When most people think of Post-Traumatic Stress Disorder (PTSD), they envision debilitating anxiety and depression that seems apparent from the outside writes Carina Wolfe. But some people exhibit signs of high-functioning PTSD, and they might not be as obvious as you thought. Some people can experience PTSD and still manage to get through their day-to-day lives, but that doesn’t mean their symptoms don’t deserve to be looked at or that they have to live with those emotional hurdles forever.
“What many don’t realize is that PTSD is not a direct result of trauma,” says John Hamilton, LMFT, LADC and Chief Clinical Outreach Officer at Mountainside Treatment Center. “It’s not just the experience that results in PTSD, but how the person responds to that experience internally. It depends on how the person processes and reacts to the traumatic event. A lot of times, an individual will disconnect from themselves and have a hard time being present as a result. An individual with high-functioning PTSD is someone who struggles with the symptoms of this mental illness, but not to the extent where it interferes with everyday activities and relationships.”
The first step to getting the help you need is recognizing that you might be a high-functioning person living with PTSD. Discussing these symptoms with your therapist can help you get a diagnosis and figure out the best forms of treatment. Here are seven unexpected signs you have high-functioning PTSD, according to experts.
1You’re Always Busy
People with high-functioning PTSD tend to be workaholics or find some other way to keep their time occupied. “Staying busy all the time allows the individual with high-functioning PTSD to not have to think about the painful memories,” trauma therapist Ginger Poag, MSW, LCSW, CEMDR tells Bustle. “The trauma and memories may be too overwhelming for the person that they rather stay busy to keep their mind off of what happened.” Of course, having a packed schedule doesn’t mean you automatically suffer from PTSD, but if you notice you may be avoiding confronting some traumatic events, it might be time to speak with a therapist.
You Have Extreme Emotional Reactions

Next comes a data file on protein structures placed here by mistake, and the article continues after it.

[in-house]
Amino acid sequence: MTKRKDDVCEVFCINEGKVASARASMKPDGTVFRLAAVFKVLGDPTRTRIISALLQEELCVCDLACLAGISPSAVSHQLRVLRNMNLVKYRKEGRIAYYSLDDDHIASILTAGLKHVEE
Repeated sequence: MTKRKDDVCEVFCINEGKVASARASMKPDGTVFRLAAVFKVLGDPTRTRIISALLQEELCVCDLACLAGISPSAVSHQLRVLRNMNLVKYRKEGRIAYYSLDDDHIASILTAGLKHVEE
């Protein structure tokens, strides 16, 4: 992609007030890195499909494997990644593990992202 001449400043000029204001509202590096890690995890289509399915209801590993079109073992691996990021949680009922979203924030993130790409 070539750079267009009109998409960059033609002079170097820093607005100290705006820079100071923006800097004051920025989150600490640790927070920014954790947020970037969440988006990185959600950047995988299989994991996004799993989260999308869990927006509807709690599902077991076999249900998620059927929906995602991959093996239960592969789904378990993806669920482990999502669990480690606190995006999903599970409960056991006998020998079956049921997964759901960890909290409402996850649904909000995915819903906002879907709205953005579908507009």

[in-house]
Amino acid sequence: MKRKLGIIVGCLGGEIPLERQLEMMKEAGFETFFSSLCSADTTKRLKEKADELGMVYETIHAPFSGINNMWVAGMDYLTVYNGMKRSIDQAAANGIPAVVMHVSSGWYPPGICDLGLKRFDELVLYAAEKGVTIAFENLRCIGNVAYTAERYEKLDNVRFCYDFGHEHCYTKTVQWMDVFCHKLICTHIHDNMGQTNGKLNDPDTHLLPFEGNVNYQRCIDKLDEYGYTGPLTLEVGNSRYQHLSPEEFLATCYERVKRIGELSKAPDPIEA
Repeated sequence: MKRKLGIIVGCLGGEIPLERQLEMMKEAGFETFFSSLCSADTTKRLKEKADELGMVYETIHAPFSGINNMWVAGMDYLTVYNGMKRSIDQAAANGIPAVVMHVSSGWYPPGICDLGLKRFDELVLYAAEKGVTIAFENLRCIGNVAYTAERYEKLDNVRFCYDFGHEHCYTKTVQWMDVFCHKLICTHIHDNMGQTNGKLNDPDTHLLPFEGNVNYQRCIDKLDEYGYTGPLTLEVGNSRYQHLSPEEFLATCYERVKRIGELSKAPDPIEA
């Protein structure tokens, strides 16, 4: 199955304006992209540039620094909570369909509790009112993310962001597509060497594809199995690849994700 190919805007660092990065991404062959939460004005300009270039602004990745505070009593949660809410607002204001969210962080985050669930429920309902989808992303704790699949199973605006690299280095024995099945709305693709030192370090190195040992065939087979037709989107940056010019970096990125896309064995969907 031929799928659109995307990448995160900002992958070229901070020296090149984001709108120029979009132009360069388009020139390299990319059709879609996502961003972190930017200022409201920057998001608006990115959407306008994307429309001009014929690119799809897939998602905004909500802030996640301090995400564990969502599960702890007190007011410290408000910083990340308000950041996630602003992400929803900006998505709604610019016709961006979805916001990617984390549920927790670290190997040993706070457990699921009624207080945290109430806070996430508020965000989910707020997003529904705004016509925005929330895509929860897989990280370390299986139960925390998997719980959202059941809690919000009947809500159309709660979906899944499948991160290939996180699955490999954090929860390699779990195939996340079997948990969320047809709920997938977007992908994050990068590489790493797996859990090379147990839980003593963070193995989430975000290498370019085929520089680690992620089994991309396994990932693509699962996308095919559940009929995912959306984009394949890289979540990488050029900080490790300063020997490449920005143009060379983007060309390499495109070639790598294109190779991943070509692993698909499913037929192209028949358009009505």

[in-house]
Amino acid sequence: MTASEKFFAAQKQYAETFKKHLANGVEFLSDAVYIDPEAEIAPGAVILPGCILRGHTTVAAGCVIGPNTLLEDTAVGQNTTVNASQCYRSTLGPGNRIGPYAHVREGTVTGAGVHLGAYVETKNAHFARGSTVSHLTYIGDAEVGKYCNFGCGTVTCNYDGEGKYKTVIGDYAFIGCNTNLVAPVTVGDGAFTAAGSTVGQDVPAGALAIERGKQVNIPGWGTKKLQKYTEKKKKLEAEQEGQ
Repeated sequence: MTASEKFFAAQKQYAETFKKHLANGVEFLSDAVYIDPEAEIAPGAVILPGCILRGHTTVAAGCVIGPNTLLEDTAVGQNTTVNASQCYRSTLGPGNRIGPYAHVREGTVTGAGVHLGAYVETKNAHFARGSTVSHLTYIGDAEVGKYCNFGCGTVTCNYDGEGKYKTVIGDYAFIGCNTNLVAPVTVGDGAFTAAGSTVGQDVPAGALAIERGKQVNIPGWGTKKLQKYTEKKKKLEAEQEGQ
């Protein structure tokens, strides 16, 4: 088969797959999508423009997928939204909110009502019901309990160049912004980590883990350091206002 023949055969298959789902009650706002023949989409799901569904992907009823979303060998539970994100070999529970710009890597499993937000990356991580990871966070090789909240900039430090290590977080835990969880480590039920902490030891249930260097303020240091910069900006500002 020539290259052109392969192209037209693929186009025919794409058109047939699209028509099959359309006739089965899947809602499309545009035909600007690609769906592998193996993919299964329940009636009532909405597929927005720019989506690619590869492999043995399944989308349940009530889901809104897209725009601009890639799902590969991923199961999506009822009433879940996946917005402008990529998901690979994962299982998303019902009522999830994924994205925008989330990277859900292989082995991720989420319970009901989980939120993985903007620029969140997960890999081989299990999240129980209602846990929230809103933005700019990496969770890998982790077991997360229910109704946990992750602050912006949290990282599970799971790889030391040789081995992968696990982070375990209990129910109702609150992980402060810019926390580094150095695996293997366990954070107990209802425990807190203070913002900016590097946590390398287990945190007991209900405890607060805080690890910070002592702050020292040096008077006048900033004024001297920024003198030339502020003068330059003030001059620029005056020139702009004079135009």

When you are experiencing PTSD, your fight-or-flight reactions intensify. When your body feels unsafe, you live in a state of hyper-vigilance. “This can lead to having an extreme emotional reaction (tears, feelings of hopelessness, catastrophizing) to stressful or anxious situations, especially if this reaction is much more intense than what you felt before the trauma,” trauma therapist Michele Quintin, LCSW says. Once again, the best way to deal with these emotions is to seek the help of a professional.
You Cancel Plans
“It is common for individuals with high-functioning PTSD to cancel plans they had made with friends,” says Poag. “The person wants to go out and have a good time, but when it actually comes down to going, the individual feels too overwhelmed, and does not want to go out and socialize with a lot of people. We may start to see social anxiety develop.”
Difficulty getting to sleep at night is another symptom of high-functioning PTSD. “The individual is exhausted from pushing themselves all day both mentally and physically,” says Poag. “It takes a lot of energy to maintain the image of everything is together and fine. When the individual goes to lay down for the night, they often start to ruminate about the days events or what is coming up in the future. Even though the individual is tired, the brain is still active, and they are not able to sleep.” Insomnia can have many causes, but if difficulty falling asleep seems to be the result of anxiety, a therapist can help you.
You Have Digestive Issues
Many people with PTSD experience digestive issues due to the mental stress that they are under. “The brain sends signals to the stomach that the brain is under a great deal of stress, and as a result we start to see digestive issues and stomach pain,” says Poag. Like insomnia, digestive issues can be caused by a variety of factors, so if you’re questioning where these problems may be coming from, a trip to the doctor’s can help clarify.
You Are Experiencing Disordered Eating
“An eating disorder may also be seen in high-functioing PTSD,” says Poag. “The individual may be trying to numb theirselves from the painful memory of the trauma or release the intense emotions they have built up inside.”
If you’ve gone through a traumatic event and are experiencing these symptoms, consult a therapist who can help give you the proper diagnosis and treatment plan.